• Employee use of social networks – employees with access should have ‘basic’ legal training
  • BBC’s guidance/policy docs on social media – managers “should not adopt an overly restrictive approach”
  • You are responsible for moderated comments on your blog because you authorised/published them
  • Good idea to have a “notice and take down” procedure – could be just an email address to contact
  • Data Guidance – good for legal info (subscription resource)

A very thought-provoking day… I find myself dwelling on issues of the last presentation in particular.

I would love to think that most employees are intelligent enough to know what is appropriate use of social media (or ask if they’re not sure) and I worry that too much bureaucracy will extinguish the sparks of imagination and creativity that make social media such a dynamic and fun way to reach out to our users.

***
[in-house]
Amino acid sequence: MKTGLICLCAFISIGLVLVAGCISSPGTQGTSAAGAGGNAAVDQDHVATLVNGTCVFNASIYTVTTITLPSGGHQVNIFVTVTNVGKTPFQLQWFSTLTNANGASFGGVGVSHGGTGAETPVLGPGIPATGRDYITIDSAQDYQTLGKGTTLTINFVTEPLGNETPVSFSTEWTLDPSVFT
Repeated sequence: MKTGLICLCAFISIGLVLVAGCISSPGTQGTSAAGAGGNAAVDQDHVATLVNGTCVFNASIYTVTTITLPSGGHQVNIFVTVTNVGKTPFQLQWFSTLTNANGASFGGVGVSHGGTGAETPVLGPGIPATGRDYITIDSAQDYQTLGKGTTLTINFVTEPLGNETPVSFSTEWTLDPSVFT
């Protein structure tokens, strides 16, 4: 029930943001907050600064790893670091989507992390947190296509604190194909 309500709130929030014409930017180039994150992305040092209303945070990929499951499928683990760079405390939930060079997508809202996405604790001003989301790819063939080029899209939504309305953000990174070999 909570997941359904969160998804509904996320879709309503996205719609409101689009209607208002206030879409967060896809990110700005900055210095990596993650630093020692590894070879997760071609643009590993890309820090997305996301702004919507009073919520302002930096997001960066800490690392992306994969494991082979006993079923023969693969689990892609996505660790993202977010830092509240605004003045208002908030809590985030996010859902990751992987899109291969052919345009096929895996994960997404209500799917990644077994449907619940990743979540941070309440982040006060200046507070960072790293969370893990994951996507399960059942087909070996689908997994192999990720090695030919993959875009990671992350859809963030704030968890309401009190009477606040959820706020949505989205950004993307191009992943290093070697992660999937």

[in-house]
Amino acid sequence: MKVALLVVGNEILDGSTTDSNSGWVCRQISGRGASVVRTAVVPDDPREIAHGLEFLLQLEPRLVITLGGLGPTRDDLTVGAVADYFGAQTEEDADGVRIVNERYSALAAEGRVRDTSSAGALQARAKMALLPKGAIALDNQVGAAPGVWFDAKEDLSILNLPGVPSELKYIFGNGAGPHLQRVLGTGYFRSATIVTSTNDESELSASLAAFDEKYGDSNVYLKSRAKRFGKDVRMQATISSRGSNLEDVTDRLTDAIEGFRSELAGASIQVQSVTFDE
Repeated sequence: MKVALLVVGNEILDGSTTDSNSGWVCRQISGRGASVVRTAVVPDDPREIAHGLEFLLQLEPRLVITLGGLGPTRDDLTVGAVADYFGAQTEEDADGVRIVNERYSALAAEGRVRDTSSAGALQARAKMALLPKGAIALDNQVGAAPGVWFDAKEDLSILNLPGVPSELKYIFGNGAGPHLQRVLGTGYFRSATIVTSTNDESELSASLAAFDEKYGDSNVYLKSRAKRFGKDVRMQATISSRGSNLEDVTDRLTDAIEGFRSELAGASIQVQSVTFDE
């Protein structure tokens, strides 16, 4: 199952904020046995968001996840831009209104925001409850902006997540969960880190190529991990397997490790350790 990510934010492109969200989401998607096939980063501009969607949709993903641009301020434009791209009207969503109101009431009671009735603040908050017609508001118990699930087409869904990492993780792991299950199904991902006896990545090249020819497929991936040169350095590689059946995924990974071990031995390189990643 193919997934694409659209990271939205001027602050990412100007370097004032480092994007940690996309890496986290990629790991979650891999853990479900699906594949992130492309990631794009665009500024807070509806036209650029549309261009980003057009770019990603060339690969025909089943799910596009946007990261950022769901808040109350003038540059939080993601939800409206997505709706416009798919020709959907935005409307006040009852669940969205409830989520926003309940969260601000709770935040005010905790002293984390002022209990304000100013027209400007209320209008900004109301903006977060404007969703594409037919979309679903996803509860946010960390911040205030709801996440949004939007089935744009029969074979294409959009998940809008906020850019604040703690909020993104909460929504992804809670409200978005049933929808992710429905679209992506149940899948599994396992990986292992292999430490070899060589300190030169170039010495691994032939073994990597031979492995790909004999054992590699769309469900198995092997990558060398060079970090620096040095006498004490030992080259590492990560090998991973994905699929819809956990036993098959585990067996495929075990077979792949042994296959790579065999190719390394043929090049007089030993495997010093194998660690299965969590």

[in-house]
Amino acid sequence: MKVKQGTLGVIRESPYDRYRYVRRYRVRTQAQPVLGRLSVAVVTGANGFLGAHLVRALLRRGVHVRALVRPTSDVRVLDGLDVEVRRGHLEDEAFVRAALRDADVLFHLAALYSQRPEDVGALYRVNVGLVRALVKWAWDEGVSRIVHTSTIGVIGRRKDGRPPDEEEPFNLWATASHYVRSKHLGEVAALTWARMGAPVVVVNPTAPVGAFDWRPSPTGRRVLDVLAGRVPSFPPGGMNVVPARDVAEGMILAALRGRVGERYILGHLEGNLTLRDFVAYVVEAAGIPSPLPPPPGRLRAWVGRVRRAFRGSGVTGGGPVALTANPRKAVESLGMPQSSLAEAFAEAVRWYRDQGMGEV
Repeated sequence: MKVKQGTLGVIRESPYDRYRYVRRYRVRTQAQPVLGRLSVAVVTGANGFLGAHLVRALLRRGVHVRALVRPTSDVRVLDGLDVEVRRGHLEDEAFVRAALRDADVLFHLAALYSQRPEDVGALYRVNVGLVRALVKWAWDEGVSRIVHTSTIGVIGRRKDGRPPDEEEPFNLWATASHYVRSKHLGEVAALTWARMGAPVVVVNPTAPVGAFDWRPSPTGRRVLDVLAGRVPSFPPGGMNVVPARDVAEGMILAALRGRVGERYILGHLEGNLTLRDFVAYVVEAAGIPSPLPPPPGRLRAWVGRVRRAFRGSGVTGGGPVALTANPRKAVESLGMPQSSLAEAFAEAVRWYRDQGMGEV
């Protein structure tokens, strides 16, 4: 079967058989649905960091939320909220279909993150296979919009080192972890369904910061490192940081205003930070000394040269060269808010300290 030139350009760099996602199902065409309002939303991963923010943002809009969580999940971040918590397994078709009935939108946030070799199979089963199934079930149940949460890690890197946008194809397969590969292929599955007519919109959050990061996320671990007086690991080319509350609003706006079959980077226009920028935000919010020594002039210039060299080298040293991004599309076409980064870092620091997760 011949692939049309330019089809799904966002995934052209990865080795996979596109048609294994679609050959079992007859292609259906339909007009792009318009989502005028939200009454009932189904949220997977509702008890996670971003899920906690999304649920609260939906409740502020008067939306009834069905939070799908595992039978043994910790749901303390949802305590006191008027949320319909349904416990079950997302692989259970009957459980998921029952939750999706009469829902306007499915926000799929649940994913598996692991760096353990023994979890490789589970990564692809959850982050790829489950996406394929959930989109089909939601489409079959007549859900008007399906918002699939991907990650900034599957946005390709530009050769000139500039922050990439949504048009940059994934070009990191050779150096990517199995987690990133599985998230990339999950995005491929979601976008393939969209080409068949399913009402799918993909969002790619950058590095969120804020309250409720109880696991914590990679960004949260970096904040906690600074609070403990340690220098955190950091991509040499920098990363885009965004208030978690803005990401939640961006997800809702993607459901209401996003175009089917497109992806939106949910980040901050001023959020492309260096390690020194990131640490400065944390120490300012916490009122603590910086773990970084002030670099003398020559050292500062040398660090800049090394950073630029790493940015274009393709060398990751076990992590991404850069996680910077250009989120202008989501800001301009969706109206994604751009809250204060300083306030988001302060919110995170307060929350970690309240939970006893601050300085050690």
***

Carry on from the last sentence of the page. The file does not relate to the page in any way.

I’m pondering how to write a titanium* social media policy that would still have enough oomph to be meaningful and act as a useful tool for staff; while avoiding being just another work-related document that you have to sign to say you have read but then forget about**.

*Low density, lightweight but strong.  See what I did there?
**Examples: equal opportunities policy, smokefree policy, use of IT policy, health and safety policy, fire safety policy (I could go on)… all worthy aims but bogged down by documents that can feel more like a noose than an airbag.
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Librarians as researchers: that’s a good IDEA

I really enjoyed this session, led by Miggie Pickton (University of Northampton) and Carolynn Rankin (Leeds Metropolitan University).

What does research look like?  Everyday research skills include: reading, watching, questioning, summarising, presenting, listening, choosing, organising, writing up, reflecting.  Many of us are already doing research, but maybe we just don’t realise that it is research!

Research is the professionalisation of everyday skills (Blaxter, 2008)